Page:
Mortality. Our own mortality. Not something anyone ever wants to discuss. But sooner or later we all have to face it, unless someone out there has some magic potion that guarantees we can live forever. In which case I’m all ears.
A highly unlikely possibility, I’m sorry to say. So without being morbid, I think it’s important to address the issue and speak frankly about it.
Other than wanting a dream retirement, don’t we also save and invest our money so we can leave our families well provided for? So we can rest easy, knowing they’ll be okay once we’re gone. It’s certainly top of my mind.
I recently attended a seminar about women and investing at the Rotman School of Business. Judy Paradi and Paulette Filion, both partners at Strategy Marketing and co-presenters, shared some very interesting statistics:
- Typically Canadian men die five to seven years before their wives.
- Boomer men are beginning to die at an unprecedented rate. In fact four times as many women were widowed in 2013 as men1.
Something I know all too well, because my dad died when my brother and I were young boys. I remember vividly how hard my mother worked to keep our family going. It wasn’t easy. My dad didn’t leave much.
But incomes are so much higher today and, in a huge number of households, both the husband and wife are employed and both contribute. In fact 49.8% of women in dual income families work full time and 59.4% work part time2.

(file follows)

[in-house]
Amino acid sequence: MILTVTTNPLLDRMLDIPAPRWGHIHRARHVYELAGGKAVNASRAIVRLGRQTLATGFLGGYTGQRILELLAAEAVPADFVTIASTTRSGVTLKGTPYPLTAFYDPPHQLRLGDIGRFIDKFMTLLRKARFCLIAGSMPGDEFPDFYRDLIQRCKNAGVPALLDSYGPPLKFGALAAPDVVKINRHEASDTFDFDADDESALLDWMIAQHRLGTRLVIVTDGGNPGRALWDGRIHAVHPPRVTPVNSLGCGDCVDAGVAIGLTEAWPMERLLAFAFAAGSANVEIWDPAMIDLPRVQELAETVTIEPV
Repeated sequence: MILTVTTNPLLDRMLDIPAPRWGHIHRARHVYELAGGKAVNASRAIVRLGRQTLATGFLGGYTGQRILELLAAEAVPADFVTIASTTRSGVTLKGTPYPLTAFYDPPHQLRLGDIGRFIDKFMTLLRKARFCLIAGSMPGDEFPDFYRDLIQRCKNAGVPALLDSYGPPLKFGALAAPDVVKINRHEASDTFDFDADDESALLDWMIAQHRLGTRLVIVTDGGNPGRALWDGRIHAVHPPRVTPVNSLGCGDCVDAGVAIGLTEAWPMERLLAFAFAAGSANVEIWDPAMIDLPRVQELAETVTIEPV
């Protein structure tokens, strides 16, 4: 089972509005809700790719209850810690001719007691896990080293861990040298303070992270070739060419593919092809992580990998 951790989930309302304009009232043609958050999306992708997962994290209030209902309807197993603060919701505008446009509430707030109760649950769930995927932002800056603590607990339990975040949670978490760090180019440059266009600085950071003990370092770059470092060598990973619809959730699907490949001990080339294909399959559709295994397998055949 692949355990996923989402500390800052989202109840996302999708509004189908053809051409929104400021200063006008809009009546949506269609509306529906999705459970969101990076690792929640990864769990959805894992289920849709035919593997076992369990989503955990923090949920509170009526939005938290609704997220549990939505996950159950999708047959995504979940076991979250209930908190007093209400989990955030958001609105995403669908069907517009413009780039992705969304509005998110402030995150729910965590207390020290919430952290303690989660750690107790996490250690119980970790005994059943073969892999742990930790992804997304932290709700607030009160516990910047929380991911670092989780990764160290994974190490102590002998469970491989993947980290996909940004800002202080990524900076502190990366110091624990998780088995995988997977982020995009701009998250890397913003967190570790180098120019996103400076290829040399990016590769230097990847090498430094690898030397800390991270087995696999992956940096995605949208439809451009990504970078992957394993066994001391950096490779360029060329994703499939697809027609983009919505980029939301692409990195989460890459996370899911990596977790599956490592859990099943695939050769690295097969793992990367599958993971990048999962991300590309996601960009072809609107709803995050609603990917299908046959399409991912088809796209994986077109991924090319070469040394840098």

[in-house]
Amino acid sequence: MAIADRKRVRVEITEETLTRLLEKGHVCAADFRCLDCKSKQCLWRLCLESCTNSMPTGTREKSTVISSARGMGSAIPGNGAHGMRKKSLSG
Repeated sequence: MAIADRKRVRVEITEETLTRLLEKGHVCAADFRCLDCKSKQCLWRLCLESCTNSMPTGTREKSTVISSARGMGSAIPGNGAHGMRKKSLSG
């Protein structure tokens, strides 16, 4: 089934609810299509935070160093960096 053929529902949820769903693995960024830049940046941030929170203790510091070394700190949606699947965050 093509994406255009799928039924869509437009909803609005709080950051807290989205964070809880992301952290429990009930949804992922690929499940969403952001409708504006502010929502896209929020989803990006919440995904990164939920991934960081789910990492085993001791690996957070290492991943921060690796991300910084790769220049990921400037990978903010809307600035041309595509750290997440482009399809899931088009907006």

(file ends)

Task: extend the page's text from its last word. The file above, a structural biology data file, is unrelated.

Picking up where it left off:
You’d think, therefore, that if women are contributing financially, they’d also be participating in the conversations and decisions involving investments. Surprisingly, though, often the opposite is true.
If the statistics I quoted earlier continue to play out, in all likelihood there could come a day when your wife or partner finds herself not only grieving your loss, but also finding out, for the first time, where she stands financially.
It’s a lot to handle, at a very difficult time.
That’s one reason women should be involved. The other reason women should step forward and ask to be included is this: It’s your future too and your goals, objectives, tolerance for risk and opinions matter.
Then there’s the peace of mind, for everyone involved. So here’s my advice: If you’re a man involve your wife. You’ll rest much easier knowing she’s fully informed, in agreement and prepared. To women I’d say, get involved and participate so you can avoid unnecessary and unpleasant surprises down the road.
1 Statistics Canada, Population by marital status and sex, 2013
2 Statistics Canada, General Social Survey, 2010
Alan Friedman is an Investment Advisor with CIBC Wood Gundy in Toronto. The views of Alan Friedman do not necessarily reflect those of CIBC World Markets Inc. CIBC Wood Gundy is a division of CIBC World Markets Inc., a subsidiary of CIBC and a Member of the Canadian Investor Protection Fund and Investment Industry Regulatory Organization of Canada. If you are currently a CIBC Wood Gundy client, please contact your Investment Advisor.